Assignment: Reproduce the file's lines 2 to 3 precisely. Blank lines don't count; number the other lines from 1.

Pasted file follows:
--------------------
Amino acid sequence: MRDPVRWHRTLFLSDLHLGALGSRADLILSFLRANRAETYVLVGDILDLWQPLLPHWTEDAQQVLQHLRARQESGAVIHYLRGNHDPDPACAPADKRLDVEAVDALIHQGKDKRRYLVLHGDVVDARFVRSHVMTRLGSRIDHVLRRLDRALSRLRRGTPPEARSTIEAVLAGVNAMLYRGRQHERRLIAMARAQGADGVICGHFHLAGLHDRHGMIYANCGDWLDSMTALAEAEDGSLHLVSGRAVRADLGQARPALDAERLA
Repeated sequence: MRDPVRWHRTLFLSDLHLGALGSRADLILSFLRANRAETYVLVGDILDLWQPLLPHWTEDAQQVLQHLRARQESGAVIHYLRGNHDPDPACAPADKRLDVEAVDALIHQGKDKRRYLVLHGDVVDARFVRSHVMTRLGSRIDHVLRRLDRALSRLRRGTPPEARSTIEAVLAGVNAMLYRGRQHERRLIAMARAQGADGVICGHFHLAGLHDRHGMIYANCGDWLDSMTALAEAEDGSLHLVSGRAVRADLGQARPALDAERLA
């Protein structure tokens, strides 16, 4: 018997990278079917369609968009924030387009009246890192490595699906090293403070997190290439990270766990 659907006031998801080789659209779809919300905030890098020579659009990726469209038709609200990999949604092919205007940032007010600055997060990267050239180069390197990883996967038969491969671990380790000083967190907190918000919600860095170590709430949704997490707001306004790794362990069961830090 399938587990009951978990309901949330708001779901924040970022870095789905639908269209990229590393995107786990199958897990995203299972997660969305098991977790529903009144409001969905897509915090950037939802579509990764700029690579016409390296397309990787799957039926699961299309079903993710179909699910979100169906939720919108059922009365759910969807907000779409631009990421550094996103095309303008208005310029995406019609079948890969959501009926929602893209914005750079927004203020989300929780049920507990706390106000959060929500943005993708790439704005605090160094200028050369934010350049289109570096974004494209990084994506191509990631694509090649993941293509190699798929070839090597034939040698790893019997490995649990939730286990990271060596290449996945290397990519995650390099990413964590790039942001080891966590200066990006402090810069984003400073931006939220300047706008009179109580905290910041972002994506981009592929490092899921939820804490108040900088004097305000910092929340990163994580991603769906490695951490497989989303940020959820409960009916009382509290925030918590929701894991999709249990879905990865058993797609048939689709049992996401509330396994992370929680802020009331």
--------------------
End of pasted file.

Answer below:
Repeated sequence: MRDPVRWHRTLFLSDLHLGALGSRADLILSFLRANRAETYVLVGDILDLWQPLLPHWTEDAQQVLQHLRARQESGAVIHYLRGNHDPDPACAPADKRLDVEAVDALIHQGKDKRRYLVLHGDVVDARFVRSHVMTRLGSRIDHVLRRLDRALSRLRRGTPPEARSTIEAVLAGVNAMLYRGRQHERRLIAMARAQGADGVICGHFHLAGLHDRHGMIYANCGDWLDSMTALAEAEDGSLHLVSGRAVRADLGQARPALDAERLA
């Protein structure tokens, strides 16, 4: 018997990278079917369609968009924030387009009246890192490595699906090293403070997190290439990270766990 659907006031998801080789659209779809919300905030890098020579659009990726469209038709609200990999949604092919205007940032007010600055997060990267050239180069390197990883996967038969491969671990380790000083967190907190918000919600860095170590709430949704997490707001306004790794362990069961830090 399938587990009951978990309901949330708001779901924040970022870095789905639908269209990229590393995107786990199958897990995203299972997660969305098991977790529903009144409001969905897509915090950037939802579509990764700029690579016409390296397309990787799957039926699961299309079903993710179909699910979100169906939720919108059922009365759910969807907000779409631009990421550094996103095309303008208005310029995406019609079948890969959501009926929602893209914005750079927004203020989300929780049920507990706390106000959060929500943005993708790439704005605090160094200028050369934010350049289109570096974004494209990084994506191509990631694509090649993941293509190699798929070839090597034939040698790893019997490995649990939730286990990271060596290449996945290397990519995650390099990413964590790039942001080891966590200066990006402090810069984003400073931006939220300047706008009179109580905290910041972002994506981009592929490092899921939820804490108040900088004097305000910092929340990163994580991603769906490695951490497989989303940020959820409960009916009382509290925030918590929701894991999709249990879905990865058993797609048939689709049992996401509330396994992370929680802020009331």